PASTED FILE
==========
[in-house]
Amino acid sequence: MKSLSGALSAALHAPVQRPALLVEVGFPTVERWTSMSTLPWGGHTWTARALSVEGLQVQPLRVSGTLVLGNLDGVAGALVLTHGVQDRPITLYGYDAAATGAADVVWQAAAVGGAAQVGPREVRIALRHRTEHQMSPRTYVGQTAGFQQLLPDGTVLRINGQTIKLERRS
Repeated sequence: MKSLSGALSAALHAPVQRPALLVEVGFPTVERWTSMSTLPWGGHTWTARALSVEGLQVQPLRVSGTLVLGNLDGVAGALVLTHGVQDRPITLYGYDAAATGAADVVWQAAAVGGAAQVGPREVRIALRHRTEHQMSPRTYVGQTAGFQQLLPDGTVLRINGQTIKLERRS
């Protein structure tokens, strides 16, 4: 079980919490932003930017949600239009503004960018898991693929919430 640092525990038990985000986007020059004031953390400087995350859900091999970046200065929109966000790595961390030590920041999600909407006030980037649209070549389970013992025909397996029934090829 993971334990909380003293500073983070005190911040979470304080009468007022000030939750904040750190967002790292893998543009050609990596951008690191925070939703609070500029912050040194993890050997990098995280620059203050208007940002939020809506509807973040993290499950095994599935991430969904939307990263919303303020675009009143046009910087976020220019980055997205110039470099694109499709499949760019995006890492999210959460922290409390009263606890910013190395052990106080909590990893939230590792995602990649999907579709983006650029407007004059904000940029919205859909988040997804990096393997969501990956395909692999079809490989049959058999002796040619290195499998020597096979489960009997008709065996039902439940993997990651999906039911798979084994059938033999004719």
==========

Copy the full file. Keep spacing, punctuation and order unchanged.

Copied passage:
[in-house]
Amino acid sequence: MKSLSGALSAALHAPVQRPALLVEVGFPTVERWTSMSTLPWGGHTWTARALSVEGLQVQPLRVSGTLVLGNLDGVAGALVLTHGVQDRPITLYGYDAAATGAADVVWQAAAVGGAAQVGPREVRIALRHRTEHQMSPRTYVGQTAGFQQLLPDGTVLRINGQTIKLERRS
Repeated sequence: MKSLSGALSAALHAPVQRPALLVEVGFPTVERWTSMSTLPWGGHTWTARALSVEGLQVQPLRVSGTLVLGNLDGVAGALVLTHGVQDRPITLYGYDAAATGAADVVWQAAAVGGAAQVGPREVRIALRHRTEHQMSPRTYVGQTAGFQQLLPDGTVLRINGQTIKLERRS
């Protein structure tokens, strides 16, 4: 079980919490932003930017949600239009503004960018898991693929919430 640092525990038990985000986007020059004031953390400087995350859900091999970046200065929109966000790595961390030590920041999600909407006030980037649209070549389970013992025909397996029934090829 993971334990909380003293500073983070005190911040979470304080009468007022000030939750904040750190967002790292893998543009050609990596951008690191925070939703609070500029912050040194993890050997990098995280620059203050208007940002939020809506509807973040993290499950095994599935991430969904939307990263919303303020675009009143046009910087976020220019980055997205110039470099694109499709499949760019995006890492999210959460922290409390009263606890910013190395052990106080909590990893939230590792995602990649999907579709983006650029407007004059904000940029919205859909988040997804990096393997969501990956395909692999079809490989049959058999002796040619290195499998020597096979489960009997008709065996039902439940993997990651999906039911798979084994059938033999004719």